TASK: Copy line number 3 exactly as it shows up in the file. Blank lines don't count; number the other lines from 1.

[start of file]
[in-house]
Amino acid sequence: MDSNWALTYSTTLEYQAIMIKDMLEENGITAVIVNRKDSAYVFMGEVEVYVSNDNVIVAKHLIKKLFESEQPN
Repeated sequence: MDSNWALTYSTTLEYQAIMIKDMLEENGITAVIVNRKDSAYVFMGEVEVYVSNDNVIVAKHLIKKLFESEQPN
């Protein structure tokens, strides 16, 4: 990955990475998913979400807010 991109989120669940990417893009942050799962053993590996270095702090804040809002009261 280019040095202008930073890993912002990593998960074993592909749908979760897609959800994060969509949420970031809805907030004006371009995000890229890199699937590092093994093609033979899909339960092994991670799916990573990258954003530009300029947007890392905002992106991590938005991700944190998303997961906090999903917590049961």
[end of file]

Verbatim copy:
Repeated sequence: MDSNWALTYSTTLEYQAIMIKDMLEENGITAVIVNRKDSAYVFMGEVEVYVSNDNVIVAKHLIKKLFESEQPN